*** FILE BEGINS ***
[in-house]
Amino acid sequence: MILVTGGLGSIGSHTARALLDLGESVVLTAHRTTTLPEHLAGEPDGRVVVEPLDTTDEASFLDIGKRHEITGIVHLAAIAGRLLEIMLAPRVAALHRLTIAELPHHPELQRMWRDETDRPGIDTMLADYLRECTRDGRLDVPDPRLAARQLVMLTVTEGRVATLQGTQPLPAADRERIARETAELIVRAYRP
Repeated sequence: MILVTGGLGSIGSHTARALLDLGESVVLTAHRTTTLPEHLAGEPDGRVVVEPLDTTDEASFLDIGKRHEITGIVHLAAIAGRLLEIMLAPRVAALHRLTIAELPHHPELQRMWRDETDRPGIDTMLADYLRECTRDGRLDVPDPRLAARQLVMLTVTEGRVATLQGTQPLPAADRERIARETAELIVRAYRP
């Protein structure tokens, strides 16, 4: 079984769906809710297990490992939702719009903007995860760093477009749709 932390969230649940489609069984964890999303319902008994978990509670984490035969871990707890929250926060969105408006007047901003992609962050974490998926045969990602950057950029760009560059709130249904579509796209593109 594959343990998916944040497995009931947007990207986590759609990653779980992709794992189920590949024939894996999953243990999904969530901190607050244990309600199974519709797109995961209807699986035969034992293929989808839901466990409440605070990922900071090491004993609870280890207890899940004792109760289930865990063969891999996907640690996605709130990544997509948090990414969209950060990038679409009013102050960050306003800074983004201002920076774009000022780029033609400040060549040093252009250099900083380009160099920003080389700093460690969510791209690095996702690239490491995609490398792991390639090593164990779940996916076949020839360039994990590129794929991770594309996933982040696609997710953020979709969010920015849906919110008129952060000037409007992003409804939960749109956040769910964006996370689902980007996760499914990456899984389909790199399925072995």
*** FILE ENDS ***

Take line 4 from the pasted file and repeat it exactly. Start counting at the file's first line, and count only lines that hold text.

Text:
């Protein structure tokens, strides 16, 4: 079984769906809710297990490992939702719009903007995860760093477009749709 932390969230649940489609069984964890999303319902008994978990509670984490035969871990707890929250926060969105408006007047901003992609962050974490998926045969990602950057950029760009560059709130249904579509796209593109 594959343990998916944040497995009931947007990207986590759609990653779980992709794992189920590949024939894996999953243990999904969530901190607050244990309600199974519709797109995961209807699986035969034992293929989808839901466990409440605070990922900071090491004993609870280890207890899940004792109760289930865990063969891999996907640690996605709130990544997509948090990414969209950060990038679409009013102050960050306003800074983004201002920076774009000022780029033609400040060549040093252009250099900083380009160099920003080389700093460690969510791209690095996702690239490491995609490398792991390639090593164990779940996916076949020839360039994990590129794929991770594309996933982040696609997710953020979709969010920015849906919110008129952060000037409007992003409804939960749109956040769910964006996370689902980007996760499914990456899984389909790199399925072995």